If Greece, Italy, et al, can't stomach the austerity that comes with staying in the euro, they should withdraw and see how the bond markets treat them without the implicit backing of Northern Europe. Either way, they must be made to face the market consequences of their previous spending.
Unfortunately, with this past Tuesday's announcement that the EU would provide another $10.7 billion bailout to Greece and Wednesday's bank bailout announcement, there is no sign that Europe's politicians are going to allow market forces to play out. Instead, repeated bailouts will ensure that other ailing economies, like Italy or Portugal, do not make the necessary cuts in time to avoid needing their own bailouts. And no one, save perhaps China, can afford to bail out the likes of Italy.
Thus, like pulling off a band-aid, the politicians have made the euro crisis more painful by drawing it out. This means more risk and more volatility for investors, causing them to abandon the supranational currency in droves.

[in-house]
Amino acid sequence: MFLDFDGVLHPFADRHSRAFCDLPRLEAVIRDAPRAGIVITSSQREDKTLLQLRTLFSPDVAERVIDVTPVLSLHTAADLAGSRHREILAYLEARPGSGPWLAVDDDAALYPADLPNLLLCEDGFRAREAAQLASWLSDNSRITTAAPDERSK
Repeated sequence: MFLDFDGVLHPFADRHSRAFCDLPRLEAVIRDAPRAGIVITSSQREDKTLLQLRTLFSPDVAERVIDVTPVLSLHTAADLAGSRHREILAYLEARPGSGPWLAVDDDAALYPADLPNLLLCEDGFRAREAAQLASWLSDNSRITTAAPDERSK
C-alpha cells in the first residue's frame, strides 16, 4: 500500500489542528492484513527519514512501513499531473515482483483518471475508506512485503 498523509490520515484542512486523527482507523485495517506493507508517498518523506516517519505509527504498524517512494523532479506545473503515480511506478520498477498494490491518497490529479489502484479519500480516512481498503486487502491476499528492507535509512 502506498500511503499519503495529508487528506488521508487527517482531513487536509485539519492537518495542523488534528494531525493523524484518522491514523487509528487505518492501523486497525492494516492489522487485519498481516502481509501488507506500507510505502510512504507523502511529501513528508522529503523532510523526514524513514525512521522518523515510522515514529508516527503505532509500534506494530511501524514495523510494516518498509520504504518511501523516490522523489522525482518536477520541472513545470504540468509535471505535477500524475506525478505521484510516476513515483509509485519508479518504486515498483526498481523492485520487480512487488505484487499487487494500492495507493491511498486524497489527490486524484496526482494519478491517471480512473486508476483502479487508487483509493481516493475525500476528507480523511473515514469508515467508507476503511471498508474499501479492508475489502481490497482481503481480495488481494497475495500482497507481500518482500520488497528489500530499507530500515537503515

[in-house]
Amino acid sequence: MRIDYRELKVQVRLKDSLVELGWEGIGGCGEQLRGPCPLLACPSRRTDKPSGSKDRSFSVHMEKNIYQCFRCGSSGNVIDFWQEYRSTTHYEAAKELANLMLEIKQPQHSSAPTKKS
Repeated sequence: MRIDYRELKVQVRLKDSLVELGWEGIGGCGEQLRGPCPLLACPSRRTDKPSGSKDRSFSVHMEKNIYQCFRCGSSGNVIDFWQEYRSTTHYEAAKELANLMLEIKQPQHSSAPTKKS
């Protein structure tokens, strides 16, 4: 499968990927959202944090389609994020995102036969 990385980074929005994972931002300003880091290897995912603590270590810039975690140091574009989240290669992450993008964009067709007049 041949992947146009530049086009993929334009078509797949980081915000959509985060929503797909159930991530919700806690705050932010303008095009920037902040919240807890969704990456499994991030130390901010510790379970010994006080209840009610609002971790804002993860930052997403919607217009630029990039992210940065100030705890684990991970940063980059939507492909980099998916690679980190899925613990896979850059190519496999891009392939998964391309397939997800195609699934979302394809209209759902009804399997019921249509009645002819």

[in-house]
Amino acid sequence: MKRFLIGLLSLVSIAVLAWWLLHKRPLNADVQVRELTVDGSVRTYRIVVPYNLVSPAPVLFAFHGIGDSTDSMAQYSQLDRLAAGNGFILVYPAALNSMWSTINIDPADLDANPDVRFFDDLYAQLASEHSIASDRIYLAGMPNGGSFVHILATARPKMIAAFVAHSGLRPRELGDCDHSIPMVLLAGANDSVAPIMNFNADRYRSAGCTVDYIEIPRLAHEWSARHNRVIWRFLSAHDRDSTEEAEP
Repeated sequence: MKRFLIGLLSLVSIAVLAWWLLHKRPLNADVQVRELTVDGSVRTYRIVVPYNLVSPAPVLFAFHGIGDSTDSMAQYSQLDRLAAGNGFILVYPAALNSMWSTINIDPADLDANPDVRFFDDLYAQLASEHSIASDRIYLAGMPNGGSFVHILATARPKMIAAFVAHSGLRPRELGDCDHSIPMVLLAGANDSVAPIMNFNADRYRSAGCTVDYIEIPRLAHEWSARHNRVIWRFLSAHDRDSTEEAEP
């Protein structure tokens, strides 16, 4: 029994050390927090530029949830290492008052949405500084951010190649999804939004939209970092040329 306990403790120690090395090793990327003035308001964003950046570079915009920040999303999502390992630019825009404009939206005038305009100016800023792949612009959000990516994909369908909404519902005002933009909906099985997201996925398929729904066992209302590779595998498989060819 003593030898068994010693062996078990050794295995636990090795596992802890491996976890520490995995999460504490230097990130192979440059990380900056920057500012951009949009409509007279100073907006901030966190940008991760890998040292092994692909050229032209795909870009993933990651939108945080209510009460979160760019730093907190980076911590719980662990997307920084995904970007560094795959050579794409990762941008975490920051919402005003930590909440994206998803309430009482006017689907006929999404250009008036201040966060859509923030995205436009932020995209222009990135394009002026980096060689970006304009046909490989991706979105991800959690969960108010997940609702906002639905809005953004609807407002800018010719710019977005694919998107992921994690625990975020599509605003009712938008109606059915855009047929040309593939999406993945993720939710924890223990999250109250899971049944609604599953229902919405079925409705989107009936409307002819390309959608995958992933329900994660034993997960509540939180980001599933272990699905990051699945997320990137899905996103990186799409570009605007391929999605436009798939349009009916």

Abandoning the euro looks like a wise course of action, but it becomes extremely unwise when you buy dollars instead. Remember, my concern with Europe is that they have started down a path that may lead them to the sorry state of the U.S. If you're worried that your refrigerator doesn't get as cold as it used to, you don't move your perishables to another fridge that won't even turn on.
In other words, the current status of the dollar is the nightmare scenario for the euro: No significant member-states are thriving, bailouts are assumed and given without significant debate, and the money supply is growing rapidly to cover the debts. At worst, the EU could be facing a rump euro comprised of the healthier Northern economies or years of debt monetization to try to "save" the PIIGS. But the U.S. has already spent decades monetizing its debt and is now facing a "game over" scenario. Remember, the EU might be going along with the latest bank bailout scheme, but the U.S. Fed spearheaded it and the swaps are denominated in dollars.